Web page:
So how can the FOMC get that into their target range? They may not be able to mandate an exact fed funds rate, but they can have the Federal Reserve system adjust the money supply to sway interest rates in a certain direction by adding or removing money from the financial system. By adding money, they increase supply and drop the effective rate. The opposite is true for taking money out. By doing this, supply decreases which makes the effective fed fund rate rise.

How the Economy is Impacted

The federal funds rate is one of the most important interest rates in our economy because it impacts our financial condition as a country, which causes a ripple effect on other aspects of our economy like employment and inflation. 

The Federal Reserve’s ability to add or detract money from the financial system can have a secondary effect on interest rates that we encounter in daily life like auto loans, home mortgages, credit cards, and savings accounts.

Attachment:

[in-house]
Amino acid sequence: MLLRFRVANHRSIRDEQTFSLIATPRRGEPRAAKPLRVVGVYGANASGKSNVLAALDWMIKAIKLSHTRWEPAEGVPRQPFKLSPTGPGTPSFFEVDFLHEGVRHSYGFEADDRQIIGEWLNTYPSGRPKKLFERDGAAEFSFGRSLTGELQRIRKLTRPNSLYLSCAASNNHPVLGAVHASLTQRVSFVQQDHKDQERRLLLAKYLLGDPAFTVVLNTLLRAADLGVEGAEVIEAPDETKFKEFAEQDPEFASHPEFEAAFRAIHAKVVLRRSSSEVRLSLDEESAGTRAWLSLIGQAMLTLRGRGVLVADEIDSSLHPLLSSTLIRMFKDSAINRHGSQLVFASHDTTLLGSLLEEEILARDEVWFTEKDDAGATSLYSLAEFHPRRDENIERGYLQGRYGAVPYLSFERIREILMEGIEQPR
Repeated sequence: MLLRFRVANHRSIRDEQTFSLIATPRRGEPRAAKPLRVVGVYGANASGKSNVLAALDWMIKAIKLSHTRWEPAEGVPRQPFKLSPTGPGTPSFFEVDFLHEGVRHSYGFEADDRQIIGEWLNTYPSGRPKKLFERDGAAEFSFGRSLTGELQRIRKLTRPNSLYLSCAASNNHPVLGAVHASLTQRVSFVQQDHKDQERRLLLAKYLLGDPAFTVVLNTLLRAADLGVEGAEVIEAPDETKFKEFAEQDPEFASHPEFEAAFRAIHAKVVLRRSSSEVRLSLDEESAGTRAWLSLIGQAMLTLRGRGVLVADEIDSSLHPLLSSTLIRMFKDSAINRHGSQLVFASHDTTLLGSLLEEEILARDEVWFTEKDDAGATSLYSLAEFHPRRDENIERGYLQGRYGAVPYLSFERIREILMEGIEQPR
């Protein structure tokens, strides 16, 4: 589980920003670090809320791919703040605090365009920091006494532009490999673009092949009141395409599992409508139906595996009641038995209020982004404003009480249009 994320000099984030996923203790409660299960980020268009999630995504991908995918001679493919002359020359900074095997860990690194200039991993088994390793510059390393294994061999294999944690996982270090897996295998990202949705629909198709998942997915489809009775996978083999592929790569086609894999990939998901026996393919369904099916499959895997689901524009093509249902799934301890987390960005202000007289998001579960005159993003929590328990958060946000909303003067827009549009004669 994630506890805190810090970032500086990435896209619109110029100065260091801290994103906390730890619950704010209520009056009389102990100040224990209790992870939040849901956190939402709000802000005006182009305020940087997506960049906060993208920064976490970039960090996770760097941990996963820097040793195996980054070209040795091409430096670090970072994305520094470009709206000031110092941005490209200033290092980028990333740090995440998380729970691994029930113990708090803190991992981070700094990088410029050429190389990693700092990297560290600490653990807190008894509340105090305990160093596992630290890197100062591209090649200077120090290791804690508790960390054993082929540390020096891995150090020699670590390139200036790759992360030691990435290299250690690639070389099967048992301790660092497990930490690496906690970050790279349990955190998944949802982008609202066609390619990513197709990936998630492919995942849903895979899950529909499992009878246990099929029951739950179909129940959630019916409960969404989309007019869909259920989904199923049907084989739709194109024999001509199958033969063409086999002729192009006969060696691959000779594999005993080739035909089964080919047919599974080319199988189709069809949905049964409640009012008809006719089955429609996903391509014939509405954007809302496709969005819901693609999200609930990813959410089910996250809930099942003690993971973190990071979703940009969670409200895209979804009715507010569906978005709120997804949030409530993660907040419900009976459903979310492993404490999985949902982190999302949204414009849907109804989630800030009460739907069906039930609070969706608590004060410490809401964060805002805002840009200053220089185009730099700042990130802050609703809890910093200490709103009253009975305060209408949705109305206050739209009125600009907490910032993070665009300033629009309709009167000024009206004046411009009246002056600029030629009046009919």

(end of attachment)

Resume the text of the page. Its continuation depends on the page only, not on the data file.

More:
Many lenders set their rates based on the prime lending rate, or the rate of interest the bank charges their A+ clients (top credit) which is also impacted by the federal funds rate. 

Investors also keep an eye on the fed funds rate as its activity tends to correlate with market trends. The market often reacts strongly to this rate which makes it an area of interest for many investors, brokers, and analysts.

Let’s look a little more at how the addition and subtraction of funds work for the economy at large.

Why Lower Interest Rates?

When the federal funds rate decreases, interest rates tend to fall along with it. This can be a really good thing, especially in terms of debt like auto loans, home mortgages, and credit cards. But this also decreases the amount of interest you can expect to get from your savings account or certificates of deposit (CDs).

For you, this means that when the federal funds rate drops, the government is encouraging spending over saving. By promoting borrowing money with better interest rates, the economy can be filled with some much-needed cash. When the economy needs some help, which it does now, lower interest rates will promote greater economic activity. 

Why Raise Interest Rates?

Just like the Fed can decrease rates to bolster the economy, they can also raise rates to help ward off inflation. When the fed funds rate increases, interest rates tend to climb which is good news for your savings accounts and CDs as they will often see a greater return. But it isn’t so wonderful for other loans like credit cards or home mortgages.